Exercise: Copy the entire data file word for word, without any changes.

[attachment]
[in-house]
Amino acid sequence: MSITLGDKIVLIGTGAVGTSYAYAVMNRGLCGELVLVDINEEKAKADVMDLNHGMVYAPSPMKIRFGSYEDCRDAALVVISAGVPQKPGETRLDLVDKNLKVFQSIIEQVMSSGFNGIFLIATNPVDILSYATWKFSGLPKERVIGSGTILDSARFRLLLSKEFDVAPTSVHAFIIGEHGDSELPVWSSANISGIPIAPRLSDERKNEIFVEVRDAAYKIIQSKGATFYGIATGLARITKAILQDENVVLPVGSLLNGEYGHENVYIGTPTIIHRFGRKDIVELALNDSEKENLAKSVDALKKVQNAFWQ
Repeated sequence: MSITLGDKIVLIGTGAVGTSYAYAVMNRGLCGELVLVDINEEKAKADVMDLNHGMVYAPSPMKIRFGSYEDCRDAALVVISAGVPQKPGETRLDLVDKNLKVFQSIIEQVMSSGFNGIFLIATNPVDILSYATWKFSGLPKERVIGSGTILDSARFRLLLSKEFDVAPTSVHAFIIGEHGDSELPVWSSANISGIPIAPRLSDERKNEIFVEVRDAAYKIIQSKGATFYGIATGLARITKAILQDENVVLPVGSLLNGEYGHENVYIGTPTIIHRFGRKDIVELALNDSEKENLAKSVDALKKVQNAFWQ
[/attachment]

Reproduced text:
[in-house]
Amino acid sequence: MSITLGDKIVLIGTGAVGTSYAYAVMNRGLCGELVLVDINEEKAKADVMDLNHGMVYAPSPMKIRFGSYEDCRDAALVVISAGVPQKPGETRLDLVDKNLKVFQSIIEQVMSSGFNGIFLIATNPVDILSYATWKFSGLPKERVIGSGTILDSARFRLLLSKEFDVAPTSVHAFIIGEHGDSELPVWSSANISGIPIAPRLSDERKNEIFVEVRDAAYKIIQSKGATFYGIATGLARITKAILQDENVVLPVGSLLNGEYGHENVYIGTPTIIHRFGRKDIVELALNDSEKENLAKSVDALKKVQNAFWQ
Repeated sequence: MSITLGDKIVLIGTGAVGTSYAYAVMNRGLCGELVLVDINEEKAKADVMDLNHGMVYAPSPMKIRFGSYEDCRDAALVVISAGVPQKPGETRLDLVDKNLKVFQSIIEQVMSSGFNGIFLIATNPVDILSYATWKFSGLPKERVIGSGTILDSARFRLLLSKEFDVAPTSVHAFIIGEHGDSELPVWSSANISGIPIAPRLSDERKNEIFVEVRDAAYKIIQSKGATFYGIATGLARITKAILQDENVVLPVGSLLNGEYGHENVYIGTPTIIHRFGRKDIVELALNDSEKENLAKSVDALKKVQNAFWQ